Aristazabal Island

Aristazabal Island (French: île Aristizabal) is an island situated south west of Princess Royal Island in British Columbia, Canada. It has an area of 420 square kilometres (160 sq mi).[1] The island was named on August 30, 1792, by Lieutenant Commander Jacinto Caamaño of the Spanish corvette Aranzazu[2] for the Spanish captain Gabriel de Aristazábal, one of the most noted Spanish commanders of the time.[3] Incidentally, the misspelling "Aristizable" appears on a chart owned by the English explorer, George Vancouver.[4]

Surrounding Islands

Thomson Island is situated west of Aristazabal Island in Borrowman Bay.[5]


  1. ^ Sea Islands Archived May 4, 2008, at the Wayback Machine, The Atlas of Canada
  2. ^ Walbran, John T. (1909). British Columbia coast names, 1592-1906, to which are added a few names in adjacent United States territory ; their origin and history, with map and illustrations. Ottawa: Government Printing Bureau. Pg. 24: Named by Lieut. Commander Jacinto Caamafio, of the Spanish corvette Aranzazu, ....
  3. ^ "Aristazabal Island". BC Geographical Names. Named 30 August 1792 by Lieutenant Commander Jacinto Caamaño of the Spanish corvette "Aranzazu", in honour of Gabriel de Aristazábal, comandante de la armada
  4. ^ "Aristazabal Island". BC Geographical Names. Captain Vancouver misspelled this "Aristizable" on his chart.
  5. ^ "Thomson Island". BC Geographical Names.

Coordinates: 52°40′N 129°10′W / 52.667°N 129.167°W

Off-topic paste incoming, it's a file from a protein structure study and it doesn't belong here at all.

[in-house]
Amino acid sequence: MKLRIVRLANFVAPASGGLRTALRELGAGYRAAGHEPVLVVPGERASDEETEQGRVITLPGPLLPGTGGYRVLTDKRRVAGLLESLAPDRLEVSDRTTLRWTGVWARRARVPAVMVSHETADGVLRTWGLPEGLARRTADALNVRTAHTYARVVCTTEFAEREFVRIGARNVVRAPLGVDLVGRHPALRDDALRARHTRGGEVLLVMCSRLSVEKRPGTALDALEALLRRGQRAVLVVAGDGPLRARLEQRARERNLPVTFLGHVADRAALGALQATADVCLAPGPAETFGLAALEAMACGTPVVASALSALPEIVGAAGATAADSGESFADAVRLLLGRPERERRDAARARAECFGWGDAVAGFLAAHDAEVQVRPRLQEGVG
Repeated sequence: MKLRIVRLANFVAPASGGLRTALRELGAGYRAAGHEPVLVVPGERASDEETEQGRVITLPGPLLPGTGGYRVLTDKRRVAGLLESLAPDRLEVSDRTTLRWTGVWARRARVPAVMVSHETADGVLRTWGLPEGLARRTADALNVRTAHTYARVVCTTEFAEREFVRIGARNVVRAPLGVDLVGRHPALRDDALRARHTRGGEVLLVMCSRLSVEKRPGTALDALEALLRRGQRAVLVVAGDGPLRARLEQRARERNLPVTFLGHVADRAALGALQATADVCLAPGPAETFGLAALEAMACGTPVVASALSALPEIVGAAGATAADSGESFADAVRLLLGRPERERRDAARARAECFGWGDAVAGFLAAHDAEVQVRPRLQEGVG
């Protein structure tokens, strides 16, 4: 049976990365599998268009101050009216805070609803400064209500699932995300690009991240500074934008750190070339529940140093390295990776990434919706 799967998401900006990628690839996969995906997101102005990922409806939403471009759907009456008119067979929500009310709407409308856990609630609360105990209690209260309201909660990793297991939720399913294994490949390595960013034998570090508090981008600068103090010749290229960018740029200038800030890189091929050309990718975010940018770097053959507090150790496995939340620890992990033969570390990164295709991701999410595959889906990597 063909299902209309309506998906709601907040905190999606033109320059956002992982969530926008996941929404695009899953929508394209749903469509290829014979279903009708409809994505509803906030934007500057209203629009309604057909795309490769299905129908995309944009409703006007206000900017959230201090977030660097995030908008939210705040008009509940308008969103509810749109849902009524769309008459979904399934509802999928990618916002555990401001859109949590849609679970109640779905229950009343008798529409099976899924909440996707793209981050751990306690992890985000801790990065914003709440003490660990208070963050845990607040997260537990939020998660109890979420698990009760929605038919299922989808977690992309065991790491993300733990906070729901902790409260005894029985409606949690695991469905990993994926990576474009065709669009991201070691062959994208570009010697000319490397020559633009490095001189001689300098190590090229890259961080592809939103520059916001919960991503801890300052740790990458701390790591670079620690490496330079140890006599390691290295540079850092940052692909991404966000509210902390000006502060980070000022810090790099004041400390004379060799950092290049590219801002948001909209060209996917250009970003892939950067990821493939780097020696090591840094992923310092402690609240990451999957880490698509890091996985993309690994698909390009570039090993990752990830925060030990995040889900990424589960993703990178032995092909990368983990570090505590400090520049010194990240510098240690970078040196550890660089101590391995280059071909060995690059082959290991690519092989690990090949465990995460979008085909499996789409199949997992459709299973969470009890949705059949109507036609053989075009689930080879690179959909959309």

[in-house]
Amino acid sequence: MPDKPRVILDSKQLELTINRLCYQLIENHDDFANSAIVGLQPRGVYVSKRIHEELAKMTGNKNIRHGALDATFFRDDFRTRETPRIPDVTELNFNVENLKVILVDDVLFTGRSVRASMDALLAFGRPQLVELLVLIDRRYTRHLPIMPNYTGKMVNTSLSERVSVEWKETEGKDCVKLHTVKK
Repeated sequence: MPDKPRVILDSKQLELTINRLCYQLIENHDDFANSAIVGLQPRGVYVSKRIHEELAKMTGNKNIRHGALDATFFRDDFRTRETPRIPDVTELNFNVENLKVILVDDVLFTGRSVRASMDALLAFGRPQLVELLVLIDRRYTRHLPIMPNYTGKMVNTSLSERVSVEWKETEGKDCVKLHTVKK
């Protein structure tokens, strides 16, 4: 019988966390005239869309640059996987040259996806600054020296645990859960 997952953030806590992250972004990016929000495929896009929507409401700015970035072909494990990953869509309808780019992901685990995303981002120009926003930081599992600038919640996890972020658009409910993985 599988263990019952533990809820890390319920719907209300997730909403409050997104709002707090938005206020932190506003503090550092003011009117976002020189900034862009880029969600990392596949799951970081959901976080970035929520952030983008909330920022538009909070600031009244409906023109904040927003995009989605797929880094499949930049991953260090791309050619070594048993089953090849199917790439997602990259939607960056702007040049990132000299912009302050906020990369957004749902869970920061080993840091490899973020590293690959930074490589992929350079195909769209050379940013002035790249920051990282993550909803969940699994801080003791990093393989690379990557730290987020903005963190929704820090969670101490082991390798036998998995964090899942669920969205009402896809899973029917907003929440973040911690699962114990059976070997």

Arthur Reid Lempriere

Major-General Arthur Reid Lempriere (22 August 1835 – 10 April 1927) was a British Army officer in the Corps of Royal Engineers.

Lempriere was born in Ewell, Surrey, England, to Captain William Charles Lemprière of Jersey and Harriet Reid of Kent.

He was in the third and largest group of Engineers to arrive in the Colony of British Columbia in 1859 and served as a lieutenant subaltern in the Columbia Detachment of the RE's there until 1863. He retired as a major-general in 1882. Lempriere surveyed the route from Hope to Lytton via the Coquihalla River in 1859.

Three geographical features are named for him in the northern reaches of the North Thompson River and along British Columbia Highway 5 in the Thompson-Nicola Regional District of the British Columbia Interior, between the communities of Kamloops to the south and Tete Jaune Cache-Valemount to the north:

Mount Lempriere, in the Monashee Mountains, with an elevation of 3,205 metres (10,515 ft)

Lempriere, a railway point on the Canadian National Railway transcontinental main line (used today by freight traffic and the Via Rail Canadian train). There was a post office from 1942 to 1945 when Japanese were interned at a work camp in this area.